But while he was at home, rebuilding his strength to return to the news, Vance watched, and liked what he saw. Liked me. Liked the idea of working with me. Which us what he told management at WRC.
And so we did.
Like most forms of spoken presentation, anchoring the news is essentially musical, tone and tempo are definitive. Co-anchoring the news means harmonizing tone and sustaining tempo in constant collaboration with your partner. One talks, and stops. Then the other talks, and stops. And the beat goes on. The pause between stop and start cannot be too long. But stepping on one another’s lines is even worse. Such little glitches are almost inevitable, but over time, teamwork smooths things out.
Except with Vance, I caught his cadence from his first utterance, and when I handed off, he “hit the hole” like Jim Brown. And I knew exactly the moment he was handing off to me. It was indeed “like music.”
There is the famous distinction between “smart smarts” and “street smarts.” I’ve never known anyone else who, in College Board test terms, “got 800s on both.”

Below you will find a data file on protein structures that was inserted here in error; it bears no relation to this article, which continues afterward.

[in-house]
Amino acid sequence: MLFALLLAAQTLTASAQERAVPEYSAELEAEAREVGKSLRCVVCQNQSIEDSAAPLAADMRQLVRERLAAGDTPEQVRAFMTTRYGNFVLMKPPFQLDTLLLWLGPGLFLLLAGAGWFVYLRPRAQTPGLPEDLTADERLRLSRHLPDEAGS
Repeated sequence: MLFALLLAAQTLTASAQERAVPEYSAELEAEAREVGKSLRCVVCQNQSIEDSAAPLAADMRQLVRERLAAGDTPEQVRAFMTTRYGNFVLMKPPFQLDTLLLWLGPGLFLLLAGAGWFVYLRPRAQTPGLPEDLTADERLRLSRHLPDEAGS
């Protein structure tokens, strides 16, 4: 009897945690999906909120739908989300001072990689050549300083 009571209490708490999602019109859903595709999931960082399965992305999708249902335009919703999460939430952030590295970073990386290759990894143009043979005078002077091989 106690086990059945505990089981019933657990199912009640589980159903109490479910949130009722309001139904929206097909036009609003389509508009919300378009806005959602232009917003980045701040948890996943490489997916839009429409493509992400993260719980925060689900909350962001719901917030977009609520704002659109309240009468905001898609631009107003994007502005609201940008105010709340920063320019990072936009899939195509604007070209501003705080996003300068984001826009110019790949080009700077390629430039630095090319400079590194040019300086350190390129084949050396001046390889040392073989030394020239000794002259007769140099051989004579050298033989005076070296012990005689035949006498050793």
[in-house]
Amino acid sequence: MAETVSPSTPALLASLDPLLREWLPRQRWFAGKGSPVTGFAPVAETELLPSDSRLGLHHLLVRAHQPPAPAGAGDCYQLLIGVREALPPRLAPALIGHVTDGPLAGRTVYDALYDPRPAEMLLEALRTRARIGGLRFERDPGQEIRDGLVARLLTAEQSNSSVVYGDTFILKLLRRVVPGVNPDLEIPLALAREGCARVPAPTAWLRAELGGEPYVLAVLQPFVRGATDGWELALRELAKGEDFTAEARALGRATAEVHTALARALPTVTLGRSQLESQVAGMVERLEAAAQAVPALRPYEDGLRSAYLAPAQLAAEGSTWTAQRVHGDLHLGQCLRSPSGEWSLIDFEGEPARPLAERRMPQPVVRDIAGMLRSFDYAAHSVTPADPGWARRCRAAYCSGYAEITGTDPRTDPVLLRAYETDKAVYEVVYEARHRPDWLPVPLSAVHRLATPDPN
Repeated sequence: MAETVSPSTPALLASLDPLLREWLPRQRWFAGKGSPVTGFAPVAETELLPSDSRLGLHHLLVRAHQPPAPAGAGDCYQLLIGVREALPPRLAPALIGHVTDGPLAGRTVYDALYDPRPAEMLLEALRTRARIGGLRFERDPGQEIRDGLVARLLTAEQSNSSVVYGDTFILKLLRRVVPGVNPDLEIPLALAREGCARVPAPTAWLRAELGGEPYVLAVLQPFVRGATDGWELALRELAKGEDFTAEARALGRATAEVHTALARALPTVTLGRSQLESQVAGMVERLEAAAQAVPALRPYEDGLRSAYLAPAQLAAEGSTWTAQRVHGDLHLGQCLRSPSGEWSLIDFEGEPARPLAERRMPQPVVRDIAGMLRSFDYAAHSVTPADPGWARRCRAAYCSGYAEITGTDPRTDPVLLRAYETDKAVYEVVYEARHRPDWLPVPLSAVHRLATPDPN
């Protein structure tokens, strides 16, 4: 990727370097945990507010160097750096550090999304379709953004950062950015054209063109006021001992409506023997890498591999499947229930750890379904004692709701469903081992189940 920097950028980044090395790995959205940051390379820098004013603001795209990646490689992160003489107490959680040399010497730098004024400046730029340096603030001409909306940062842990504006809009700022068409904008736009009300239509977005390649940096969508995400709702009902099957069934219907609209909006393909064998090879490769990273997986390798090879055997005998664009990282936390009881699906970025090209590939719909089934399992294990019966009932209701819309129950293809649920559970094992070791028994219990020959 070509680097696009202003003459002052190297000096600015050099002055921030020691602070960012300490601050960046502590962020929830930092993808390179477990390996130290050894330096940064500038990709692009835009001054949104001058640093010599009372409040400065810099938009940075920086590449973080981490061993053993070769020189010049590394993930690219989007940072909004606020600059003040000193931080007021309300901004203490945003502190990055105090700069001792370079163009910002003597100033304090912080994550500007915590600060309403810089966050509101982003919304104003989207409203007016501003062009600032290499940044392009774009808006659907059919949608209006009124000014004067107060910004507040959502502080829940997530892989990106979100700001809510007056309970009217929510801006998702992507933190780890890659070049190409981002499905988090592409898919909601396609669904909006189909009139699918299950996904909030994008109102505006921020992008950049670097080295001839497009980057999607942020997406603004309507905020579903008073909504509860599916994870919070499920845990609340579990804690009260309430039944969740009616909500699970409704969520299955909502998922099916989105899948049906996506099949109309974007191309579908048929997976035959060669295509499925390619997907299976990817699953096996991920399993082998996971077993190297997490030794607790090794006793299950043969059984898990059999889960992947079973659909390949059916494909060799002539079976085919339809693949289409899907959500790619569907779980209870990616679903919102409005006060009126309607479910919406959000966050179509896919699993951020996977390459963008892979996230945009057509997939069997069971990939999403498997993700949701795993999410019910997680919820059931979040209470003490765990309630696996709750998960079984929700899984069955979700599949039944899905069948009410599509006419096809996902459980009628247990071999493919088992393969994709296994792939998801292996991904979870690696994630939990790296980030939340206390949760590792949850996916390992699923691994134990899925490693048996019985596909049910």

Vance received national recognition for his live coverage of the 1977 hostage-holding siege by Hanafi Muslims in Washington, and in 1982, of the crash of an Air Florida plane into the Potomac River. His ability to articulate the innumerable details of an ongoing event, while always explaining the context was outstanding. But Vance could write as well as he could talk.
His frequent commentaries focused on small-scale events, sometimes local scenes or
personal anecdotes captured in front-porch prose. But they led to larger points, about life as well as life in DC.
This was reinforced by Vance’s delivery, laconic, bemused, aware. He could make an epigram with an eyebrow.
Vance knew DC’s streets, where they came from and where they could lead. He could follow these trails and intersections to coherent, colloquial, and richly informed stories on the news.
When he spoke about his own life-long process of recovery, Vance not only credited his family, doctors and the Betty Ford program, but openly accounted for the debits — his high life as a celebrity and the lows of his periodic depression. He was always bravely authentic and always authentically himself.
Most Washingtonians will always link Vance to my successor Doreen Gentzler who spent 28 years of glorious collaboration with him at the Channel 4 News anchor desk. I can only guess at the magnitude of the loss she feels.